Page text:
When you paint an apple, the portrait of that apple does not
differ significantly from the portrait of any other apple. But with
the human being, that's not so."
For art historian Pierre Schneider, this truism explains the
difficulty modern artists have with portraiture. It is therefore
key to what may be the most striking Matisse exhibit to open in
Paris since the last one Mr. Schneider conceived in 1970.
"Visages decouverts" (at the Mona Bismarck Foundation through
Sept. 7) brings together more than 100 faces drawn by Henri Matisse
during the last nine years of his life. The works range from
painstaking efforts in pencil or charcoal to rapid sketches, with
eyes and nose indicated only by fleeting brushstrokes.
Most are on display for the first time. Underpinning the show is
the contradiction between the abstract style Matisse had adopted
like a vow and the realism necessary to paint a likeness. "Matisse
was passionately in love with unity," remarks Mr. Schneider, "but
he wanted it to come from conflict."
When Matisse drew these faces (between 1945 and his death in
1954), he was virtually bed-ridden after a serious operation. A few
years earlier, he had shared with a friend his dream of "a second
life, in some paradise where I'll do frescoes." The operation gave
him that second life, and his well-known paper cut-outs, enormous
compositions in simple forms and bright colors, date from this same
But as though to counterbalance - or contradict - their purity,
Matisse also surrounded himself with the earthly, mobile fragility
of the human face. Photos of his bedroom show dozens of portraits
tacked up on the walls.
"The place was very alive," says Jackie Matisse Monnier, the
artist's granddaughter, a teenager at the time. "You saw the work
that was done yesterday and the day before, and when that came
down, the work that would be done tomorrow would take its place. It
was all quite spontaneous and fun."
Ms. Monnier, like other grandchildren and friends who caught the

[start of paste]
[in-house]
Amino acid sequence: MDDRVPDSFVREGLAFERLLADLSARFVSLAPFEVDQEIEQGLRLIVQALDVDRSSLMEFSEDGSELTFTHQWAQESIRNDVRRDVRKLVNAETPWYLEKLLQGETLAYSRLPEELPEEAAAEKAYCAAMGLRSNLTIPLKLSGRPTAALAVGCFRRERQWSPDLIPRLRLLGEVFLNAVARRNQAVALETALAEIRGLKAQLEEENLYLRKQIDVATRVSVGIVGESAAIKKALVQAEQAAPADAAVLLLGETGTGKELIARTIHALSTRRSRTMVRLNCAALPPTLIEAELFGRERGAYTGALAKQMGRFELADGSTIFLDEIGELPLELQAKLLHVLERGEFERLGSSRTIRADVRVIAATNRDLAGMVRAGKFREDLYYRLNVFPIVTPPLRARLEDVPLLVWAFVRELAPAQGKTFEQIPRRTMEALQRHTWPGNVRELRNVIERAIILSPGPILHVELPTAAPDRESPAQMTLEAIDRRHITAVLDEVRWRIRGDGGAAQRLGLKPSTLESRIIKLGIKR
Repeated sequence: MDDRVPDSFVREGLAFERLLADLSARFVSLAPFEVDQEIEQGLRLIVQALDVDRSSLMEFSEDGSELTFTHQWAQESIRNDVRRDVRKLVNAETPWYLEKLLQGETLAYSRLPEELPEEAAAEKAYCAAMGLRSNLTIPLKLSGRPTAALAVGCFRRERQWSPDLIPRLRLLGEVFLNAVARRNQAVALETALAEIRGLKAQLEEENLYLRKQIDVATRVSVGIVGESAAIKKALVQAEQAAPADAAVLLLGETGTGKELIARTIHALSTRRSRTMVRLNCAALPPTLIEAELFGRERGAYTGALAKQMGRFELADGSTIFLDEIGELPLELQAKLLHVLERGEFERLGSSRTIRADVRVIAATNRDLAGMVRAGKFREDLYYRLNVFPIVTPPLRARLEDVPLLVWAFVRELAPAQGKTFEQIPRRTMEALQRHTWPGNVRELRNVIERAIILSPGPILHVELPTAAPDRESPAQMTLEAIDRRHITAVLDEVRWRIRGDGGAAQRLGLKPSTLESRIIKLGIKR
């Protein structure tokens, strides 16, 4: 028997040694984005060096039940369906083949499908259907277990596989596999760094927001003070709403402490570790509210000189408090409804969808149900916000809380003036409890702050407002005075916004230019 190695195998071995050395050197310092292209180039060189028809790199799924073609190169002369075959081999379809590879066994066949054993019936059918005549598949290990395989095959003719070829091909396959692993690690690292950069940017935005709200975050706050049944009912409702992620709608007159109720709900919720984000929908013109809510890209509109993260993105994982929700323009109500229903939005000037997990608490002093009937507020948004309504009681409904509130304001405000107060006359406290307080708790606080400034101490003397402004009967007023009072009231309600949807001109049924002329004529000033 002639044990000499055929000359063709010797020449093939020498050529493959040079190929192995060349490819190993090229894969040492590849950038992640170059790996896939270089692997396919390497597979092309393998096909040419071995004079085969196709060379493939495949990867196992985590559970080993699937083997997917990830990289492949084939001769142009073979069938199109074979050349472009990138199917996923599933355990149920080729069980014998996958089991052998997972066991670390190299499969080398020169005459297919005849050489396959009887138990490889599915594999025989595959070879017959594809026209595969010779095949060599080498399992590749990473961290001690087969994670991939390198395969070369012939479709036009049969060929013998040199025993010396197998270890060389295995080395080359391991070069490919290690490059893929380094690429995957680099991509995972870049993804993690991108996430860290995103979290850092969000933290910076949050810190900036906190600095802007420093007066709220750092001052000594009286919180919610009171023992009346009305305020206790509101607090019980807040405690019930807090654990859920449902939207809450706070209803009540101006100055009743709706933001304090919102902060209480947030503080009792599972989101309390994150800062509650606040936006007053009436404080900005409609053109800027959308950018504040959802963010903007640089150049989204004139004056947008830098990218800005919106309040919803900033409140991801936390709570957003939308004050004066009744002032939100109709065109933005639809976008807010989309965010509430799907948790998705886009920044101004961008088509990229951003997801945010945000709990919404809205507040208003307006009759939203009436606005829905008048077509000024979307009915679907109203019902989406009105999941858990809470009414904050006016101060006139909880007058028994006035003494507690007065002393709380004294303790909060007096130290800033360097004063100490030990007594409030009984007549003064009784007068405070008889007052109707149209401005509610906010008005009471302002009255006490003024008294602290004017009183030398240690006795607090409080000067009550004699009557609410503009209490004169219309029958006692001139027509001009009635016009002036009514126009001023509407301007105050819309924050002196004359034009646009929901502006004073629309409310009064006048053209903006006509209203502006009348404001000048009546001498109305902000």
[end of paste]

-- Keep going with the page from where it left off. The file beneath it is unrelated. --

artist's eye, was a frequent model. Eight pictures of her appear in
"I had red hair," she recalls. "It was voluminous and sort of
all over the place. But he made me pin it up behind my head; he
insisted. He did not want any of it showing. So all that was left
was my face."
Monnier describes long morning sessions, as her grandfather
labored with his charcoal, observing her, finding the lines of her
face, rubbing them out, moving them and rebuilding a little to the
left... "tricking himself," she says, "into getting to know the
model's features, so his hand could talk." Then would come the
fast studies, in pen or brush and ink. Matisse would have learned
the face by heart, like a musician, so "he could actually shut his
eyes and draw on a piece of paper without seeing the model,"
By the end, as his portraits drew near the unhampered forms of
oval, line, and dot, he would almost be in a trance. According to
Schneider, this process, this "journey, which leads him not only
from realism to abstraction, but also from conscious work to
unconscious work" is what fascinated him.
For her, the portraits are also psychological probes. "It's hard
to speak of psychology and art, but I really think in order to
'possess' the face, he needed to establish its psychological
identity for him." She walks over to a drawing hanging on the
kitchen wall in her stone farmhouse. It is one of the meticulous
studies, in charcoal. …